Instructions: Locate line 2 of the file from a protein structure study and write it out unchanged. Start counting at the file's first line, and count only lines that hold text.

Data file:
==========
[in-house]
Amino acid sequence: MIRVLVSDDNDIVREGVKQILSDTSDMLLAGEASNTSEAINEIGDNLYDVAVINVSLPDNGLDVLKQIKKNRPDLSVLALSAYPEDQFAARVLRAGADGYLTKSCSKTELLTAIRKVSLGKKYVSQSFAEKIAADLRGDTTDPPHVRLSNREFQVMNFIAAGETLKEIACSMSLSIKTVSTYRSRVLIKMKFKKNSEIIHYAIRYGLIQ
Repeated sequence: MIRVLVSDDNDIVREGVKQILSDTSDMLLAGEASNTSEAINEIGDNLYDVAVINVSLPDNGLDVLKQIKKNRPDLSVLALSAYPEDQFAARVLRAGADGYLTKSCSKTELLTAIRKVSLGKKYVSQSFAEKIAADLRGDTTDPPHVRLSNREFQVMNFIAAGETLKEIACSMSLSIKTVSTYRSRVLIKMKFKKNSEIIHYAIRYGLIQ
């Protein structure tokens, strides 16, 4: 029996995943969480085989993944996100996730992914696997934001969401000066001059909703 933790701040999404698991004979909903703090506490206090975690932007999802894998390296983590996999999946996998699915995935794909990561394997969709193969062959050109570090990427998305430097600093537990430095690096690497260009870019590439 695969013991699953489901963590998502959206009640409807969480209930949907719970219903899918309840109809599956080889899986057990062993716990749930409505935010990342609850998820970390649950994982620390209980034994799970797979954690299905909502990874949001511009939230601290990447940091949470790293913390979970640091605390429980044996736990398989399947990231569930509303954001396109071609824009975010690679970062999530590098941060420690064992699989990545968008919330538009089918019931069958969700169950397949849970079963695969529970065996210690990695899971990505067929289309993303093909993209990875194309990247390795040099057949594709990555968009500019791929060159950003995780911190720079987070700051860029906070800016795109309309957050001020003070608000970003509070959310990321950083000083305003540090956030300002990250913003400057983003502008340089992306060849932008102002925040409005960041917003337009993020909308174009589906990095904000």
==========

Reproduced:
Amino acid sequence: MIRVLVSDDNDIVREGVKQILSDTSDMLLAGEASNTSEAINEIGDNLYDVAVINVSLPDNGLDVLKQIKKNRPDLSVLALSAYPEDQFAARVLRAGADGYLTKSCSKTELLTAIRKVSLGKKYVSQSFAEKIAADLRGDTTDPPHVRLSNREFQVMNFIAAGETLKEIACSMSLSIKTVSTYRSRVLIKMKFKKNSEIIHYAIRYGLIQ